Shingles (say: SHING-uhlz) (or herpes zoster infection) is a painful condition that affects certain areas of the skin. It follows a chicken pox (or varicella zoster) infection — the kind that usually happens in childhood. After the chicken pox infection goes away, the virus still lives in certain nerve cells. As you age and your immune system becomes weaker, or if your immune system is weak for some other reason, the virus may reactivate (be active again) and cause pain and a rash. This most often lasts between one and three months.
Post-herpetic neuralgia is the name given to shingles pain that goes on beyond the time when the rash heals and the pain normally goes away. About 20% (20 out of 100) of people who get shingles will get post-herpetic neuralgia. It is not always in a severe form.
Possible signs and symptoms
- blistering rash in a certain pattern that corresponds to a nerve root
- pain in that same area (sometimes happens before the rash, or even without a rash at all)
- pain may be described as burning, shooting, stabbing, or electric shock-like
- itching, numbness, or pins and needles in the area of the rash or pain
- very sensitive skin, as if you have a bad sunburn
- at first, shingles may involve nausea, fever, chills, or diarrhea
- shingles that affects the face can also involve the eyes, causing pain and redness
If this happens, you should see a doctor right away, because this can cause damage to the eye.
The rash and pain is caused by the herpes zoster virus, which lives in your nerve cells after you have a chicken pox (varicella) virus. If you have had the chicken pox vaccine, you are much less likely to get varicella. You are therefore much less likely to get shingles or post-herpetic neuralgia.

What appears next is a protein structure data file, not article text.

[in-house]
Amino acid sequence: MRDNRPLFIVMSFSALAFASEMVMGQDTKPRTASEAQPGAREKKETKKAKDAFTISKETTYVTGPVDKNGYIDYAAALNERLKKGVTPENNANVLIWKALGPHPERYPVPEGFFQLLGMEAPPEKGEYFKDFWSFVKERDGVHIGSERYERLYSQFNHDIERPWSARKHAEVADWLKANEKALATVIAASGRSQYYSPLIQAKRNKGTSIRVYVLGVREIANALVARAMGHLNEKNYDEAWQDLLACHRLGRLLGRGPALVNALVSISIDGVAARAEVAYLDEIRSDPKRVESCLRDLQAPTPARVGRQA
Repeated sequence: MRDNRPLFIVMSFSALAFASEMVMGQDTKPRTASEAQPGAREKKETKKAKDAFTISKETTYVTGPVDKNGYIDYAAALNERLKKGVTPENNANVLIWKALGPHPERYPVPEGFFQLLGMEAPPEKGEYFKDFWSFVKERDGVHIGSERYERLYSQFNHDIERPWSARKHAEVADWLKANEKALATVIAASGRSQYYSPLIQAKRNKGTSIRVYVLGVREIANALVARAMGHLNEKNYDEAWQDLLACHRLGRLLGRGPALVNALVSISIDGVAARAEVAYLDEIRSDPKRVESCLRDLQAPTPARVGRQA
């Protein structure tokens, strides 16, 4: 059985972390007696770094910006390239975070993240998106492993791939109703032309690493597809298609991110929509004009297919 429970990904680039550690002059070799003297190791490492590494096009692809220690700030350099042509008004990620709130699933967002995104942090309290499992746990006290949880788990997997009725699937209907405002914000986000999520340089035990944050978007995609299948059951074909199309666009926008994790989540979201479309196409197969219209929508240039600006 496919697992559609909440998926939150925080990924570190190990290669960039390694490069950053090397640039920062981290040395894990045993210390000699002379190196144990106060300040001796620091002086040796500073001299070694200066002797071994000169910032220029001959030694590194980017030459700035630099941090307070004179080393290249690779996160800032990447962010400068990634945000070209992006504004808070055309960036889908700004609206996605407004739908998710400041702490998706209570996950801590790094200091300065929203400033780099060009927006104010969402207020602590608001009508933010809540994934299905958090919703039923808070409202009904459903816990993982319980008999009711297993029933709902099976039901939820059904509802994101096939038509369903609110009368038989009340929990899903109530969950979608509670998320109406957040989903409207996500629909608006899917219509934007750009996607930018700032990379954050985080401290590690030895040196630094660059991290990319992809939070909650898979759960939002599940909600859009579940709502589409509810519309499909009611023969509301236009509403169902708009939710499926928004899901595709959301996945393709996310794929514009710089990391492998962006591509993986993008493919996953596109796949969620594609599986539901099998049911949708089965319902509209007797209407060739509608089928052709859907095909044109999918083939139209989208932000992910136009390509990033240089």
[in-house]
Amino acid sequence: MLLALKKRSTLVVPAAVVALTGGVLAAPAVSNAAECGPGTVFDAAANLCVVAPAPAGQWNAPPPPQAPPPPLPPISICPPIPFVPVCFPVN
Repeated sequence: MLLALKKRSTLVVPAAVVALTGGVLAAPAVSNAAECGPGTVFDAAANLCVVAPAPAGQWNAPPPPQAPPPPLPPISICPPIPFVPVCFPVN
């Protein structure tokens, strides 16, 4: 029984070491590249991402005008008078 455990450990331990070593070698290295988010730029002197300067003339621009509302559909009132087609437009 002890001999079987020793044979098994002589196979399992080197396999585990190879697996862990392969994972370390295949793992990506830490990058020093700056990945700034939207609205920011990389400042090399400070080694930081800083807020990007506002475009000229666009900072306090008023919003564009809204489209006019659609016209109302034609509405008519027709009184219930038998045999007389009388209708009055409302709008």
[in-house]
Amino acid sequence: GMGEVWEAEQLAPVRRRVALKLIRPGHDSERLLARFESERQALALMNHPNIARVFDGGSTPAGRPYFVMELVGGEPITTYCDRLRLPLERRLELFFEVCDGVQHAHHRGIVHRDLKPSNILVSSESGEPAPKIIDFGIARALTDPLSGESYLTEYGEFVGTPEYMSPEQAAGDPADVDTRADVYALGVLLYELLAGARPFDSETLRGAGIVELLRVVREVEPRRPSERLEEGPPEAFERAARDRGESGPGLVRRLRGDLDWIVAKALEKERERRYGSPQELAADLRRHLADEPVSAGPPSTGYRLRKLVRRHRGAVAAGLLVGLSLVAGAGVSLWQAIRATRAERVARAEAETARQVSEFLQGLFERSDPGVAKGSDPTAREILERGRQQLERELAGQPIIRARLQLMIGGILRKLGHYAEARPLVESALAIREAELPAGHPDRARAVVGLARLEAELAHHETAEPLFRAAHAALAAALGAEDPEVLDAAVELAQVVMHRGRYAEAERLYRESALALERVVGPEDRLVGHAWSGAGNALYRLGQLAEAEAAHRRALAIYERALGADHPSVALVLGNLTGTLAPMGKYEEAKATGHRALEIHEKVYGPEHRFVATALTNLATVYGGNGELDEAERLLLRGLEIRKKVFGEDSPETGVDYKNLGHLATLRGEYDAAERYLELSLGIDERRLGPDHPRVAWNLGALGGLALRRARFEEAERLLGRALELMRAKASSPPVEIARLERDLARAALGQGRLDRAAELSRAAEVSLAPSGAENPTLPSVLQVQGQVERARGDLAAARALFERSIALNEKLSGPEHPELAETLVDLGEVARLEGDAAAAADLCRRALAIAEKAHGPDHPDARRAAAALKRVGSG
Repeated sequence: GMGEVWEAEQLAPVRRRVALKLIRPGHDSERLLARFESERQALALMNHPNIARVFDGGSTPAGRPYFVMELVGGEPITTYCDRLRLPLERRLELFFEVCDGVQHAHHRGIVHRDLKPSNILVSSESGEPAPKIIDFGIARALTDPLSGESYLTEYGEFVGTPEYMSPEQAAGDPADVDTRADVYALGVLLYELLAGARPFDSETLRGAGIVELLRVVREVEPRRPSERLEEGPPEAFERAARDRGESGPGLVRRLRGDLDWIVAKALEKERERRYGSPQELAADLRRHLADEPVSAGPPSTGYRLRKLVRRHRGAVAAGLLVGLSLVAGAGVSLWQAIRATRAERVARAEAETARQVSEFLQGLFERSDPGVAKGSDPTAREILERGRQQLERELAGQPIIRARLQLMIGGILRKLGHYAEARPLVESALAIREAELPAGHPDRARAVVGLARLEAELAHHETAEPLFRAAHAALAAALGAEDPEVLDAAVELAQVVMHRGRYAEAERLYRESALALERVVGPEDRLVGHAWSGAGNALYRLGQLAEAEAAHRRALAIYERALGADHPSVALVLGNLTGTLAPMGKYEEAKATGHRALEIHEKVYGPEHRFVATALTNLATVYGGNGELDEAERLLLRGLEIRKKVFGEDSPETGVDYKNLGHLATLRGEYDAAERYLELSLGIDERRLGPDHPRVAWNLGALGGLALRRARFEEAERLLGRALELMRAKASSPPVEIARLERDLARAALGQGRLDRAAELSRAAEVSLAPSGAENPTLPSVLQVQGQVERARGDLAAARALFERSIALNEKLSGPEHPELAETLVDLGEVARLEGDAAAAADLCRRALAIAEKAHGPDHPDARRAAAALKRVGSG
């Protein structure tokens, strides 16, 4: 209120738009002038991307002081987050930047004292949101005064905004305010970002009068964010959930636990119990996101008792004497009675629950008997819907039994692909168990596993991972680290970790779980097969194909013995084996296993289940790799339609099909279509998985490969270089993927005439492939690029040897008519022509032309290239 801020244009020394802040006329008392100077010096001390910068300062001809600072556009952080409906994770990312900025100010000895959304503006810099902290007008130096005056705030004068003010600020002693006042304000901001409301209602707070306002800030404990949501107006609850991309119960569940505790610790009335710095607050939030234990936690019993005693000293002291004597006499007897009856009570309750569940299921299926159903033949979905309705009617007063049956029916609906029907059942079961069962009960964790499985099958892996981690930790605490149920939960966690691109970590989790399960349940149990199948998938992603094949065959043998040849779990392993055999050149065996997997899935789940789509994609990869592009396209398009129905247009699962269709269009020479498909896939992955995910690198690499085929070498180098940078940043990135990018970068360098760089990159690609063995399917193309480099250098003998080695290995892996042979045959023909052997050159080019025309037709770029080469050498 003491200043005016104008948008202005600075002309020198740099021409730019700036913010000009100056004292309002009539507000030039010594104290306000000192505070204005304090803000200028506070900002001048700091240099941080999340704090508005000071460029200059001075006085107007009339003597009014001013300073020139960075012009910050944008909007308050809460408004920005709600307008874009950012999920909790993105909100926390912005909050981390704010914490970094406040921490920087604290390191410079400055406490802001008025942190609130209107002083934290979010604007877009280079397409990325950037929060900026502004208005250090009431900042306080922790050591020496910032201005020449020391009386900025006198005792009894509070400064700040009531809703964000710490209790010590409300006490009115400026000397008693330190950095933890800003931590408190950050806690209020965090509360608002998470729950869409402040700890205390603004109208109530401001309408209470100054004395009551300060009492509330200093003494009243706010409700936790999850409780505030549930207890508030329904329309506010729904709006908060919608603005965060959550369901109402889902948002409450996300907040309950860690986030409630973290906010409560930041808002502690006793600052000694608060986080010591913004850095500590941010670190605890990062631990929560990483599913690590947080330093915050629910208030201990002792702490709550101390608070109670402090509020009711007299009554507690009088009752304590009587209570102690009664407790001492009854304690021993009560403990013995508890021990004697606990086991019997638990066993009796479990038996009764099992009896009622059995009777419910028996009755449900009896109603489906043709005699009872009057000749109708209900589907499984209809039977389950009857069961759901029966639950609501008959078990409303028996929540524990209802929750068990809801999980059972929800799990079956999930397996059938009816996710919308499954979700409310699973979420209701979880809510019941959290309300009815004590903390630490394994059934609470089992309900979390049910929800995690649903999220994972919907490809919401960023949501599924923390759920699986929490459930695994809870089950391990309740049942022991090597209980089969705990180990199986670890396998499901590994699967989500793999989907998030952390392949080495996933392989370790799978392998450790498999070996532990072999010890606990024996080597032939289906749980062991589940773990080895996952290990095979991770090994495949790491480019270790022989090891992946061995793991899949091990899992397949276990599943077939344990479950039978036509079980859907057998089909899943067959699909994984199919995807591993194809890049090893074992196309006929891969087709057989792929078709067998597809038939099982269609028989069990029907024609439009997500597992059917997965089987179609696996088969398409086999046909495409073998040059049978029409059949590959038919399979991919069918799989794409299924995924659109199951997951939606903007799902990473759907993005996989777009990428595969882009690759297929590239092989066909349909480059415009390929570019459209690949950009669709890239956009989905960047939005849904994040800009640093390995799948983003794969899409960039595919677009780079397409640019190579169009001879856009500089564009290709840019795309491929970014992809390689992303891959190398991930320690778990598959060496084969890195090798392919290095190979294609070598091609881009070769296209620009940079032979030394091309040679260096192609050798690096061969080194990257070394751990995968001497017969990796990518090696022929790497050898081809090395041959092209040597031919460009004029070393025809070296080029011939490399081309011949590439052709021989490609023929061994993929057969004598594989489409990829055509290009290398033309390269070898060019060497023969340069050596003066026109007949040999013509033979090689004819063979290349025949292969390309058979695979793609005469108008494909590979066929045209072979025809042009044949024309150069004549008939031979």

Your doctor will diagnose shingles by looking at the rash and by talking to you about your symptoms. There is no diagnostic testing needed in most cases. If the rash is not usual, your doctor may take a scraping of the rash to be looked at in a lab.
In the early stages of a shingles episode, it is important to see a doctor as soon as you can. Antiviral medicines, steroids, and medicines to treat nerve pain may be prescribed. They are most effective when used early in the infection. Pain from shingles normally goes away within three months, even if you do not treat it. If it becomes post-herpetic neuralgia, the pain may last longer. Even then, most people are pain-free at the end of one year. A small number may go on to have chronic pain (beyond one year).
There are a number of medicines that are used to control nerve pain. Some patients may benefit from:
- tricyclic antidepressants (such as amitriptyline or nortriptyline)
- gabapentin or pregabalin
- tramadol or other opioid-like medicines (such as morphine)
- serotonin-norepinephrine reuptake inhibitors (such as venlafaxine or duloxetine)
- over-the-counter creams containing capsaicin
- gels or creams that include a local anaesthetic such as lidocaine
Acupuncture and TENS
Some patients find things like acupuncture or transcutaneous electrical nerve stimulation (TENS) helpful as well.
Studies have shown that non-drug therapies can help to reduce pain levels and enhance pain coping. These include:
- activity pacing
- cognitive behavioural therapy
These self-management strategies can help you to improve your function so you can do more and enjoy life more.
For more information
American Pain Foundation
TRIP Database (Resources for Evidence Based Medicine)
National Institute of Neurological Disorders and Stroke
NIH Senior Health (National Institute of Allergy and Infectious Diseases)
Stoppain.org (Department of Pain Medicine & Palliative Care at Beth Israel Medical Center)
National Institute of Allergy and Infectious Diseases
Herpes Zoster and Postherpetic Neuralgia: Prevention and Management, AL Mounsey, LG Matthew, and DC Slawson, American Family Physician September 15, 2005.
National Institute of Neurological Disorders and Stroke, National Institutes of Health. Shingles Information Page (www.ninds.nih.gov). Last updated November 19, 2008.